Baltimore hopes large-scale demolition paves way for rebuilding

BALTIMORE --The city of Baltimore worked to tear down thousands of homes on Monday in an effort to lift itself out of decades of urban decay. The city and state are paying millions for demolition in the hope that, one day, developers will see vacant lots as a land of opportunity.

CBS News took a look at a program that is changing Baltimore's landscape.

The sight of abandoned buildings being demolished looks pretty good from where Carol Ott stands.

"It's just incredible to see this," Ott said. "Large-scale demolition, I have never seen it before."

She's been fighting seven years for this. We first met her in 2013 taking pictures of Baltimore's 16,000 abandoned buildings and posting them online to publicly shame owners.

Two blocks in the heart of west Baltimore's Sandtown-Winchester neighborhood are the first to go. But Ott worries about the people who live here.

"I want their voices to be the ones heard," she said. "It hasn't happened in the last 40 years."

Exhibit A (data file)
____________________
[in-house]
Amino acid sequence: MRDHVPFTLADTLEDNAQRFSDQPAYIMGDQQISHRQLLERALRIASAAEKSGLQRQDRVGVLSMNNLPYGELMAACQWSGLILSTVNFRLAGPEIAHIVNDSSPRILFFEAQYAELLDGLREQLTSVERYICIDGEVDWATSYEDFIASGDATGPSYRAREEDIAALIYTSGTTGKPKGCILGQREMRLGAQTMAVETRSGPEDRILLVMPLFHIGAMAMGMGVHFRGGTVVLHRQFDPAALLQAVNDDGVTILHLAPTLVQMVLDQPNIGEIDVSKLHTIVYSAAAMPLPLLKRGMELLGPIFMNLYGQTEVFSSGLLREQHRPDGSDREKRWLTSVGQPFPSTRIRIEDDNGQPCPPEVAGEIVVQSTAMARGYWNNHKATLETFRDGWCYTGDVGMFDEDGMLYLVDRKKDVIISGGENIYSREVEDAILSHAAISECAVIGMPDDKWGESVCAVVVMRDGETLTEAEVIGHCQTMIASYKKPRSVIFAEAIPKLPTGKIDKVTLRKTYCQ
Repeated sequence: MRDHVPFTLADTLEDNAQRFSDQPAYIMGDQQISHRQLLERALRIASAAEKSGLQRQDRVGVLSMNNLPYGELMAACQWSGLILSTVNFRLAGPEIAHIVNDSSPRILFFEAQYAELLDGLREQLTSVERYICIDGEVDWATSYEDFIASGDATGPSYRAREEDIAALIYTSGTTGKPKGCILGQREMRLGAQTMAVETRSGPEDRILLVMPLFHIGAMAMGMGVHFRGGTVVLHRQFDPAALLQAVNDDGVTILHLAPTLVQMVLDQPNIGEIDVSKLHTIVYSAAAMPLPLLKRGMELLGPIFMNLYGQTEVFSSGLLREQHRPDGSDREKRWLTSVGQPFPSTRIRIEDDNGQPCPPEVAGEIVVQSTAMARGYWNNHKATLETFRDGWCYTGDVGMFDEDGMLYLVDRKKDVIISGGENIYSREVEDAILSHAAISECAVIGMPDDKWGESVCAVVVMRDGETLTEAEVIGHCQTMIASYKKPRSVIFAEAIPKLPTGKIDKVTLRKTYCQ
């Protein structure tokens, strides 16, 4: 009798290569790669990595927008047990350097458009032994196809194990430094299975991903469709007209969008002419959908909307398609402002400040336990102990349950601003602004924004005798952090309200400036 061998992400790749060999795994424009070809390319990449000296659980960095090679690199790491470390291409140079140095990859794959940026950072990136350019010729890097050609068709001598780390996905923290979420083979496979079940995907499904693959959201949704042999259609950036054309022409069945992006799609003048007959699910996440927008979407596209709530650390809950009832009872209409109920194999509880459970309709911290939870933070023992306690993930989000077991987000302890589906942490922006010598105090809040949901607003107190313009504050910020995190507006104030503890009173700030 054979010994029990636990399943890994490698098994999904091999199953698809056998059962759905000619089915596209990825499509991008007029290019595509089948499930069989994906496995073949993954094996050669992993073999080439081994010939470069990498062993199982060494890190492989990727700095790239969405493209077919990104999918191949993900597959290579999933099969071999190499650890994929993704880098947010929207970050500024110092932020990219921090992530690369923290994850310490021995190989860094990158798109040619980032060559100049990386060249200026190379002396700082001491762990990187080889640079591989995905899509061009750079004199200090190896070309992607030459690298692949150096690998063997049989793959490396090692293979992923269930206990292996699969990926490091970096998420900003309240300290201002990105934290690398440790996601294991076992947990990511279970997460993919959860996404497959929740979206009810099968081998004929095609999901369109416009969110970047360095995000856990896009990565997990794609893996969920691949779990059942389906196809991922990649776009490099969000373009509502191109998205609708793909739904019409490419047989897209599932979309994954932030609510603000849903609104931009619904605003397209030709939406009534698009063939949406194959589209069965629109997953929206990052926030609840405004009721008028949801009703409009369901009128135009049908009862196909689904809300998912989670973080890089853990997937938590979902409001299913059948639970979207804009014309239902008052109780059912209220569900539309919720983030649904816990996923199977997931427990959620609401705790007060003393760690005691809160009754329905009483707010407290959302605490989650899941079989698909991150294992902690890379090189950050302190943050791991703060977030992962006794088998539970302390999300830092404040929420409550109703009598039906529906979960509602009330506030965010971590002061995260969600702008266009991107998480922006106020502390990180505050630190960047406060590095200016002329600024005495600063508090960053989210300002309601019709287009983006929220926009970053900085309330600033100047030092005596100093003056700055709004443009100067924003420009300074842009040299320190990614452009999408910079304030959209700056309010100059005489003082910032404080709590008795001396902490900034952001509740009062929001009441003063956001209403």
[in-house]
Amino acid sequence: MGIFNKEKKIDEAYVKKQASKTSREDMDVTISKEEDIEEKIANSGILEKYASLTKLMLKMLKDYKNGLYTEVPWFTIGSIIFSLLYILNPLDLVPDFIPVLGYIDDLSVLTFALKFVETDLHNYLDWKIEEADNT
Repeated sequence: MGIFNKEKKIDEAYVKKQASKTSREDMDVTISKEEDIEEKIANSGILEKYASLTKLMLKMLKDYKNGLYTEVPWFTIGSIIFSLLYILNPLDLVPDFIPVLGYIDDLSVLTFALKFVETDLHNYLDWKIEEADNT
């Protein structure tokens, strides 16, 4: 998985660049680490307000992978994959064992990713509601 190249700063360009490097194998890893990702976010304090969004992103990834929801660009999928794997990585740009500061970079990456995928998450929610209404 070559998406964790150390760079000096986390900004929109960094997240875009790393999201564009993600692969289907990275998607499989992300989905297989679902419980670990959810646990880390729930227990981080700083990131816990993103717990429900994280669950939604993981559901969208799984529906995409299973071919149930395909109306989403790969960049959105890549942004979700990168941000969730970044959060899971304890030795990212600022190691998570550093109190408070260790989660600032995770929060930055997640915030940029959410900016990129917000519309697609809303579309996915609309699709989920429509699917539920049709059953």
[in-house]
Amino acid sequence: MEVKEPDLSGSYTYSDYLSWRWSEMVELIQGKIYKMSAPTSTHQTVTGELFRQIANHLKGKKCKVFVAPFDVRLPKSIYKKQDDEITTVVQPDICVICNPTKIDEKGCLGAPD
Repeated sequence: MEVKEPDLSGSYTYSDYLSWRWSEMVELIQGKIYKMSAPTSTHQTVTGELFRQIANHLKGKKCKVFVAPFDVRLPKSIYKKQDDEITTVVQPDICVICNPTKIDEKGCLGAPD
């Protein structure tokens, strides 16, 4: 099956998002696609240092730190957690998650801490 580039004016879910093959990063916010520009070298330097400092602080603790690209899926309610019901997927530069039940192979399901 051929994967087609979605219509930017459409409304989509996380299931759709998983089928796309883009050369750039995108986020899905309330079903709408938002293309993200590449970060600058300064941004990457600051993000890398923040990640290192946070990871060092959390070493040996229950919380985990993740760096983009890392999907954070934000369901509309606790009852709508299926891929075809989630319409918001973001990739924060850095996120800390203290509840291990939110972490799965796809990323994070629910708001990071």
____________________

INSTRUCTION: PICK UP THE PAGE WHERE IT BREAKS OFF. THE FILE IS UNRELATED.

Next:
Forty-five-year old Ray Kelly has lived there all his life.

"We keep saying it's progress, but nobody is asking where are we putting the people who used to live in this community?"

Twenty percent of the people there are unemployed, and a third live in poverty. The neighborhood is also where Freddie Gray lived. After his death while in police custody, rioting and looting further destroyed it.

"This wasn't a five-year crime spree that started this right here," Kelly said. "This was 30 to 40 years of just saying 'To hell with this community.'"

Baltimore Mayor Stephanie Rawlings-Blake says the demolition will cost $94 million. The plan is to build new town homes and green spaces.

"When you see a blighted building, see blocks of of numerous vacant homes in a row, what that suggests is neglect. What that suggests is a city that is going in the wrong direction," said Rawlings-Blake.

But Kelly is more concerned about the people than the buildings. "This moves them out. This is not solving the problem, this is moving the problem."

Which could be a sign that rebuilding trust may still be Baltimore's biggest challenge.